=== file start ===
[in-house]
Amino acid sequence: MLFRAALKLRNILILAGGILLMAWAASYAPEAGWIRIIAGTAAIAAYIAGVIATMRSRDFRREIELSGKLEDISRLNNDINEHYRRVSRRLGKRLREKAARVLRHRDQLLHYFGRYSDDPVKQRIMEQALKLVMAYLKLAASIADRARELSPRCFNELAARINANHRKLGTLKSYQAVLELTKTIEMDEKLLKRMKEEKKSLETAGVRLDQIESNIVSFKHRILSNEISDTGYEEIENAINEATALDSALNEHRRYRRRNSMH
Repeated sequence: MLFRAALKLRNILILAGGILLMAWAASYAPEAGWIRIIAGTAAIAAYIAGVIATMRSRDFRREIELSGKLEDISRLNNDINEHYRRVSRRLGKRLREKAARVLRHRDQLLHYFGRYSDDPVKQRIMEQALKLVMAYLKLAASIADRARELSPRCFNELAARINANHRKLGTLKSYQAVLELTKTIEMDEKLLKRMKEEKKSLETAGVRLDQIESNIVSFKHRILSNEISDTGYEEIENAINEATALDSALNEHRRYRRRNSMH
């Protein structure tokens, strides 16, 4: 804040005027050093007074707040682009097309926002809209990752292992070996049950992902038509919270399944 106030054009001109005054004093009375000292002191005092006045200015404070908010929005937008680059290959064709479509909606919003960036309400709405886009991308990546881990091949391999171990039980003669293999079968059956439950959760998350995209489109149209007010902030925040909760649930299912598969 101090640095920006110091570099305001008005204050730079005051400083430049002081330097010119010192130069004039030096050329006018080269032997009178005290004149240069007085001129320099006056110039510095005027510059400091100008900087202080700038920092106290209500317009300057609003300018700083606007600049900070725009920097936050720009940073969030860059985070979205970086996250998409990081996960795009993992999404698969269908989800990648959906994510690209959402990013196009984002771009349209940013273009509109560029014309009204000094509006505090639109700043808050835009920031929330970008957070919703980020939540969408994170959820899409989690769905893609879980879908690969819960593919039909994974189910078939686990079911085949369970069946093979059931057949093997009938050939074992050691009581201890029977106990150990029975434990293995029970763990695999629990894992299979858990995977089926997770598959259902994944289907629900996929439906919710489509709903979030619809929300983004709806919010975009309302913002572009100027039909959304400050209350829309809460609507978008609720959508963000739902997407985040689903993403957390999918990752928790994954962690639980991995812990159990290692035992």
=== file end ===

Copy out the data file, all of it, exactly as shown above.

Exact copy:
[in-house]
Amino acid sequence: MLFRAALKLRNILILAGGILLMAWAASYAPEAGWIRIIAGTAAIAAYIAGVIATMRSRDFRREIELSGKLEDISRLNNDINEHYRRVSRRLGKRLREKAARVLRHRDQLLHYFGRYSDDPVKQRIMEQALKLVMAYLKLAASIADRARELSPRCFNELAARINANHRKLGTLKSYQAVLELTKTIEMDEKLLKRMKEEKKSLETAGVRLDQIESNIVSFKHRILSNEISDTGYEEIENAINEATALDSALNEHRRYRRRNSMH
Repeated sequence: MLFRAALKLRNILILAGGILLMAWAASYAPEAGWIRIIAGTAAIAAYIAGVIATMRSRDFRREIELSGKLEDISRLNNDINEHYRRVSRRLGKRLREKAARVLRHRDQLLHYFGRYSDDPVKQRIMEQALKLVMAYLKLAASIADRARELSPRCFNELAARINANHRKLGTLKSYQAVLELTKTIEMDEKLLKRMKEEKKSLETAGVRLDQIESNIVSFKHRILSNEISDTGYEEIENAINEATALDSALNEHRRYRRRNSMH
């Protein structure tokens, strides 16, 4: 804040005027050093007074707040682009097309926002809209990752292992070996049950992902038509919270399944 106030054009001109005054004093009375000292002191005092006045200015404070908010929005937008680059290959064709479509909606919003960036309400709405886009991308990546881990091949391999171990039980003669293999079968059956439950959760998350995209489109149209007010902030925040909760649930299912598969 101090640095920006110091570099305001008005204050730079005051400083430049002081330097010119010192130069004039030096050329006018080269032997009178005290004149240069007085001129320099006056110039510095005027510059400091100008900087202080700038920092106290209500317009300057609003300018700083606007600049900070725009920097936050720009940073969030860059985070979205970086996250998409990081996960795009993992999404698969269908989800990648959906994510690209959402990013196009984002771009349209940013273009509109560029014309009204000094509006505090639109700043808050835009920031929330970008957070919703980020939540969408994170959820899409989690769905893609879980879908690969819960593919039909994974189910078939686990079911085949369970069946093979059931057949093997009938050939074992050691009581201890029977106990150990029975434990293995029970763990695999629990894992299979858990995977089926997770598959259902994944289907629900996929439906919710489509709903979030619809929300983004709806919010975009309302913002572009100027039909959304400050209350829309809460609507978008609720959508963000739902997407985040689903993403957390999918990752928790994954962690639980991995812990159990290692035992």